metal + hardcore
pop punk + alt-rock
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Death From Above Get Down To Business

Their last recording had a budget of about $300. Still, Toronto duo Death From Above managed to use that small sum to create an aural masterpiece that led to worldwide attention and a tour across the Great White North with Billy Talent andAlexisonfire. It was probably the best three bills the band ever spent.

And now they’ve got a solid grand – $1,000 – burning a hole in their pockets. You can just imagine how giddy bassistJesse F. Keeler and drummer/singer Sebastien Grainger must be as they gear up to record an 11-song full-length.

“Considering what we spent with the last album, we’re feeling pretty flush,” jokes Keeler. “But look at it realistically: $1,000 is the food budget for most albums. Because we don’t have a lot of money to mess around with, we’ll have everything ready to go for when we get into the studio. There isn’t much fucking around that goes on.”

But c’mon, Keeler – there are only two guys in the band. How hard can it be to lay down two instruments and bust out a few vocal tracks?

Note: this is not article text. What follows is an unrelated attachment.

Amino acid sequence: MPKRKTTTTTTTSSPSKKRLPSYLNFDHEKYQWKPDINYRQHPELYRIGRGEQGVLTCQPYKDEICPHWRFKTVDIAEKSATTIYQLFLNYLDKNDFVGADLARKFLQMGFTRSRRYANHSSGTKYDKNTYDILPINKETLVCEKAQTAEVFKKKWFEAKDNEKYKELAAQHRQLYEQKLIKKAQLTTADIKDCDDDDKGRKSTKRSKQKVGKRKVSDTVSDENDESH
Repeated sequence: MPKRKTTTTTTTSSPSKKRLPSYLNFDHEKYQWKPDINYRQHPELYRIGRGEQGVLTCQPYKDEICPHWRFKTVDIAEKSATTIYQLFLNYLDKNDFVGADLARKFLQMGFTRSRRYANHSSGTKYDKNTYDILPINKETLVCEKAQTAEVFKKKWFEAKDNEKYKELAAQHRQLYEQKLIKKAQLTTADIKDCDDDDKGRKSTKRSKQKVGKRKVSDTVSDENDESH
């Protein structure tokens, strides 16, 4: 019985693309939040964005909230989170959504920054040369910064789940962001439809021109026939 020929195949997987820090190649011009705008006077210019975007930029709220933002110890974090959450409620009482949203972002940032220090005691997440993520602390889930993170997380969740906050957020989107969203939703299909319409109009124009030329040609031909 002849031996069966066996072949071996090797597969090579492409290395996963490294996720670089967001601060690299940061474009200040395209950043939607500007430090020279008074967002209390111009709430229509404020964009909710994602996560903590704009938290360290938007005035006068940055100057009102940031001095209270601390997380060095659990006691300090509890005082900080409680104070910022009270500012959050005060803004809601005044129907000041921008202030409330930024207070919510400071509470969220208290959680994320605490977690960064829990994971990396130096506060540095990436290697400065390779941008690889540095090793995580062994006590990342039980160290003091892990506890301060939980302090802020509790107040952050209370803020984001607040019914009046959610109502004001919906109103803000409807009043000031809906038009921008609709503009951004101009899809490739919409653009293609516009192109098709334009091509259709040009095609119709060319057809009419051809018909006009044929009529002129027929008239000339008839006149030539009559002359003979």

“Don’t kid yourself,” he warns. “Because there are only the two of us, our performances can’t be flawed in any way. I can’t mess up on a bass line because there aren’t any other instruments to cover it up. The same goes for the vocals, because there’s not much to layer around them.”

Still, listening to the crisp-yet-primal drive of tracks from their last two EPs (Romantic Rights and Heads Up!), it’s safe to say that the album won’t suffer from lack of any six-stringed beast clogging up the tracks.

How will the band capitalize on their momentum once the album is finished? A few showcases in New York will hopefully create a solid foundation south of the 49th parallel. Feeling that their roots at home are strong enough to merit “breaking out” of Canada, the duo are keen to get going.

“I think that focusing our efforts Stateside is important for the band right now,” Keeler says. “We’re working steadily on Canada and we’ll be going to Europe soon, so now it’s time for the band to focus. Sorry… it’s time for us to focus. We have this habit of referring to the band in the third person, as if it’s some separate entity we have nothing to do with. After spending all of this time busting our ass for the band, it’s still its own person.”

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